Time ran out on last year's legislative session before lawmakers could consider a bill harmonizing state law with a U.S. Supreme Court decision affirming that Title VII of the Civil Rights Act of 1964 protects LGBT employees from being discriminated against.
Last year's effort (LB627) by Lincoln Sen. Patty Pansing Brooks did not advance from first-round debate before the Legislature adjourned at the onset of the coronavirus pandemic.
Omaha Sen. Megan Hunt picked up the mantle this year, sponsoring a bill (LB120) she said would codify the Supreme Court's ruling into state law, provide clarity for employees and employers and make Nebraska a more welcoming place.
Hunt told the Legislature's Judiciary Committee on Friday a wide majority of Nebraskans, including in both rural and urban areas, as well as those of various religious beliefs, support protecting their LGBT family, friends and neighbors from being discriminated against on the basis of sexual preference and gender identity.
Previously, the law prohibited employment discrimination based on race, color, religion, sex, disability, marital status and national origin.
"The fact that Nebraska's laws don't reflect the beliefs of our state citizens, or the majority of Americans, makes us look closed-minded, and it hurts our ability to attract and retain talent," Hunt told the committee.
Business leaders, including the Lincoln and Omaha chambers of commerce, as well as professional groups, said they supported LB120 because it would help create a more inclusive and diverse workforce in the state.
Other supporters told the committee of their experiences being fired after employers learned of their sexual preference.
Ralph Kellogg said he was regularly promoted and given positive performance reviews at the Lincoln financial firm he worked at until his supervisor called his home and spoke with his partner, who is now his husband.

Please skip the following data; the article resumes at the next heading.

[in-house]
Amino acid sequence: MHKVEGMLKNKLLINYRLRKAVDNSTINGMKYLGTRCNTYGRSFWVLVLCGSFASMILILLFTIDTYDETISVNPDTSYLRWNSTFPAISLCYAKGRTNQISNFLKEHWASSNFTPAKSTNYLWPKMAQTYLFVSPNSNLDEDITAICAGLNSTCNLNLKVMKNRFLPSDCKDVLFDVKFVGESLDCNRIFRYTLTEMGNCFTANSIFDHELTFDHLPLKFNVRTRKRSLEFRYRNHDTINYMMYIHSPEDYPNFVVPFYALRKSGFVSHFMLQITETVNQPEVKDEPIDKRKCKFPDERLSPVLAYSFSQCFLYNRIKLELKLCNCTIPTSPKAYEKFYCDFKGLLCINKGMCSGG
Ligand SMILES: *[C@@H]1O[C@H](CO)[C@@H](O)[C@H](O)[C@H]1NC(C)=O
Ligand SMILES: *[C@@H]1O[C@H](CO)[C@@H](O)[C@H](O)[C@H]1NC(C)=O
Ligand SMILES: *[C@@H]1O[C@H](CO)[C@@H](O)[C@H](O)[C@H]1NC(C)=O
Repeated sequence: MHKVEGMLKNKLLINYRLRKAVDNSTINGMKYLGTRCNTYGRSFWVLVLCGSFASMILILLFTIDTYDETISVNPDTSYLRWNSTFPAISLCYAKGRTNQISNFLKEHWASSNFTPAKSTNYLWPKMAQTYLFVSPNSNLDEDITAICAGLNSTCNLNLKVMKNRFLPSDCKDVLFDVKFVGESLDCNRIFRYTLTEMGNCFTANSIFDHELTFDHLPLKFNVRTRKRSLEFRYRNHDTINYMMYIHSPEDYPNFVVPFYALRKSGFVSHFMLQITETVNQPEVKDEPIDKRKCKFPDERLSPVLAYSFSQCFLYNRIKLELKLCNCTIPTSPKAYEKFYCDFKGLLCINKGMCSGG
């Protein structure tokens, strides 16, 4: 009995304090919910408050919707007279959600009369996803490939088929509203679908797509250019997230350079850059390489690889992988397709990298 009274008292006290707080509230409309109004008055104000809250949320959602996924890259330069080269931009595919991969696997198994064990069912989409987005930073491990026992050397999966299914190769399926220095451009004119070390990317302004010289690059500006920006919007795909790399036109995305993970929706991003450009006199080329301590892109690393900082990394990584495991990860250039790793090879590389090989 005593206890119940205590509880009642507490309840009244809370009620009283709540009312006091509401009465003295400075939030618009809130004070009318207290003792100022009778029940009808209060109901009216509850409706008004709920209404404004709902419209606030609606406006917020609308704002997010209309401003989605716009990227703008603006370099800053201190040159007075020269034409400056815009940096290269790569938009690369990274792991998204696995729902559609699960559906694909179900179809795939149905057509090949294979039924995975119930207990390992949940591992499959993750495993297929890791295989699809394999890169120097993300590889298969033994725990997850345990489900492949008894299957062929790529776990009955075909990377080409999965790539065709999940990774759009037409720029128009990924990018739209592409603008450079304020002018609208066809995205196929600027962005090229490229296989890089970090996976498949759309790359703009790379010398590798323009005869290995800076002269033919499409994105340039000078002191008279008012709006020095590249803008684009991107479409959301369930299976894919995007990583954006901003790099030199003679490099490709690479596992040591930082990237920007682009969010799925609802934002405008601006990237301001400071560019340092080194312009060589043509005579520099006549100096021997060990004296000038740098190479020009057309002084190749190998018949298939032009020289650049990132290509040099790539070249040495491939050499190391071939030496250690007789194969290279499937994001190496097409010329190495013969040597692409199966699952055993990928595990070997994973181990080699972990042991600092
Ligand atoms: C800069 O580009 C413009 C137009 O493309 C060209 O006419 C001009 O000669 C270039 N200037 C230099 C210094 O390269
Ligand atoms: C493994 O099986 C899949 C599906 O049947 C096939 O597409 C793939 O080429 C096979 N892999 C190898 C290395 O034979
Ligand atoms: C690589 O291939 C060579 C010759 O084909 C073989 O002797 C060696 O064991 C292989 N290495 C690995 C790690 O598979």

"Shortly thereafter, I fell in standing very quickly," he said, telling the committee he lost out on projects and was passed over for promotion.
Eventually, the manager told him he wasn't a good fit for the organization.
"At no time have I run into an LGBTQA person coming into the organization say they wanted to be treated differently," Kellogg said. "LGBTQA people want to be treated fairly, without the crux of their identity or orientation being called into question."
Lucas Peterson said he was fired by his employer "for being honest" about who he was after joining the Gay Straight Alliance at Doane University.
Peterson said his employer pulled him into the office and told him to leave and not come back — something he said others have faced or fear will happen, leading them to leave the state.
"We're outsourcing our most precious resource in the state, and that's people," Peterson said. "We talk about brain drain, but no one does anything about it."
Hunt's bill faced opposition from religious groups, who said, while they believed in the dignity of every person, LB120 would infringe upon an employer's religious liberty.
Tom Venzor, executive director of the Catholic Conference, said LB120 used "government coercion and punishment to affirm conduct and messages that conflict with sincerely held beliefs."
The Alliance Defending Freedom said Hunt's bill would hinder employers from hiring people "who have the same beliefs and act on those same beliefs," according to senior counsel Matt Sharp.
At the end of the hearing, Hunt said the bill doesn't infringe upon anybody's free speech or religious liberty and wouldn't prevent employers from firing employees who perform poorly at their jobs.
"Religious liberty can coexist with fairness and non-discrimination," she said.
The committee took no action Friday.
The Judiciary Committee also heard bills by Hunt prohibiting discrimination in hotels, restaurants and other places on the basis of sexual orientation or gender identity (LB230), as well as to ban the practice of conversion therapy in the state (LB231).
Earlier this week, Lincoln became the first city in Nebraska to ban conversion therapy on LGBTQ youth.